Two years and six months ago, I moved to America. I had one bag weighing 33 pounds, a stamped passport, a Dropbox account and a lot of excitement.
I first met with an American in Nairobi, Kenya. Kopo Kopo — the startup that I joined after undergrad in India — was founded by two Americans — an eagle scout from Arkansas and a lawyer-turned-entrepreneur from Washington state. Ben and Dylan embodied the best of America —staunchly principled, humorous and action-oriented. After ~3 years of working in Nairobi, I moved to Seattle, our newest office.
Each country brings its unique history. America stands out as the most dynamic and willing-to-change. In a rapidly changing world, this spirit keeps America resilient and forward-looking. It also makes the country’s culture complex, layered and conflicted. Below are some books that helped me unpack the complexities. I hope you enjoy them.
Cities — Cities are humanity’s greatest living artifacts. A civilization of hunters and gatherers created a dense environment that catalysed the flow of ideas and information. American cities such as New York, Chicago, Boston and Los Angeles bring their own local flavors mixed with the 1960s downtown. The American suburb quietly complements the vibrancy of cities with its sprawling expanse. For someone who grew up in a tiny, dense and crowded small town in India, American cities are like perpetual amusement parks.
Media and Journalism — America breathes on narratives — both founded and unfounded. Its media empires command global attention and dollars. Lately, there’s a backlash against media elites, who are accused of partisanship and being out of touch with the ‘real’ America. That isn’t new. Infamous Scribblers: The Founding Fathers and the Rowdy Beginnings of American Journalism paints the partisan beginnings of American newspapers.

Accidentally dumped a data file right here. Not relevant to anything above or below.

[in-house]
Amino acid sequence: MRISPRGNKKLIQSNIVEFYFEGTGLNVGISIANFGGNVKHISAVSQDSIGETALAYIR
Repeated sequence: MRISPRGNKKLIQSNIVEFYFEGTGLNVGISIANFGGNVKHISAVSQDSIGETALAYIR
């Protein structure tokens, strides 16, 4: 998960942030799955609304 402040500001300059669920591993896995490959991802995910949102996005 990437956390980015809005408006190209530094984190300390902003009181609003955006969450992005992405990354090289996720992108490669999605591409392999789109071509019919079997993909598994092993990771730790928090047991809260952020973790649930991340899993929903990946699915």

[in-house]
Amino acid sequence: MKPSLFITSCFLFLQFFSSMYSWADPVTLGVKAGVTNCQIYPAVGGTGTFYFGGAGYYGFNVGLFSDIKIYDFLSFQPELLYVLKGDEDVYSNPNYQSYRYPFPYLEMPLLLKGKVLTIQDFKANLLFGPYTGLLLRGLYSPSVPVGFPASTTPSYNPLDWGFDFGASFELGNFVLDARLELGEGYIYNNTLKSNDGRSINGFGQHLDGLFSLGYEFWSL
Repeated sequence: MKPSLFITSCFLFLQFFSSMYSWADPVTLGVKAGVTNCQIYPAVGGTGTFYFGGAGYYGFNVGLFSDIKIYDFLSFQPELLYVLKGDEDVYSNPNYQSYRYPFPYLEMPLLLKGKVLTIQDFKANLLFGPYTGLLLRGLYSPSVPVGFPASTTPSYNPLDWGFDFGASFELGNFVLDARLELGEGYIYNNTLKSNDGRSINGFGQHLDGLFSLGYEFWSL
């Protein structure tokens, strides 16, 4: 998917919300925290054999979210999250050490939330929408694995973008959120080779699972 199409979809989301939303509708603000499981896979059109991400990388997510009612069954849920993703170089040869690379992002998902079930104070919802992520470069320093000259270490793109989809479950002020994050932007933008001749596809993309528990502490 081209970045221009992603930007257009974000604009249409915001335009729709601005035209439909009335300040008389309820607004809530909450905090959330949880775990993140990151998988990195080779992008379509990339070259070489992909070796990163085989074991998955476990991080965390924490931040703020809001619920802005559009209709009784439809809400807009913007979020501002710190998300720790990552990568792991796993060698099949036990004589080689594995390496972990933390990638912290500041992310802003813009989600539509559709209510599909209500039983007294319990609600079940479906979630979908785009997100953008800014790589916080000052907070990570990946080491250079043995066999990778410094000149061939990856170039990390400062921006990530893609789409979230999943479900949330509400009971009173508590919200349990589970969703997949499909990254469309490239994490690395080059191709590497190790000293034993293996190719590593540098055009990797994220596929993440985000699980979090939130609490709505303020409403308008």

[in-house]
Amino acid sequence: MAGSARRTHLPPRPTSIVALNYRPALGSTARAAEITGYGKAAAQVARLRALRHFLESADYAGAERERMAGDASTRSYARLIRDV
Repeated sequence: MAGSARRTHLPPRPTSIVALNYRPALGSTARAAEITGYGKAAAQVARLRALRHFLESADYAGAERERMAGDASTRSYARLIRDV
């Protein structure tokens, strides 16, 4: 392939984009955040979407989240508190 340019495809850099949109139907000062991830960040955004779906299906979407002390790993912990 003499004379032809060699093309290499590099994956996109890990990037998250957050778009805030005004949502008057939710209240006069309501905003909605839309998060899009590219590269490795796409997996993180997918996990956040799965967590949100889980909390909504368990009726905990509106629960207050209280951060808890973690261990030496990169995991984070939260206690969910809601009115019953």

Also see: Amusing Ourselves to Death: Public Discourse in the Age of Show Business — a sceptical take on how high-fidelity forms of media (Radio, TV and Internet) are shaping national conscience.
Individual Liberty and Common Good — I grew up in a tribal society. In exchange for familial comfort, you prioritized community over individual ambition. America is different. Your American experience varies dramatically by the state you live in. From the liberal pilgrimage of the left coast to the libertarian frontiers of the South, America is eleven countries. They subscribe to varying levels between individual liberty and common good. American Character: A History of the Epic Struggle Between Individual Liberty and the Common Good is a great read for those wanting to explore all eleven Americas.
Democracy in America by Alexis de Toqueville, published 1831
Economics and Society— Like its political and ideological diversity, socio-economic life varies dramatically in America. Some seek inspiration from the upward mobility of meritocracy while others find themselves shackled by discrimination. In the last three decades, America has seen intensive economic polarization. Job growth statistics and median wages don’t add color to this issue. In The Unwinding: An Inner History of the New America, the author spends time living with Silicon Valley VCs, Jay-Z, foreclosed homeowners in Florida and steel workers in Ohio. If there’s one book you read from list, it’s this.
Race relations — You cannot understand America without race. To this day, the remnants of slavery affect justice, law enforcement and the American experience. The Asian immigrant experience is tangential to such experiences. In Notes of a Native Son, James Baldwin paints a picture of his experience. His modern spiritual successor, Ta-Nehisi Coates writes a painful memoir in Between the World and Me.
What books enhanced your understanding of America? I’d love to hear your recommendations in comments below or on Twitter.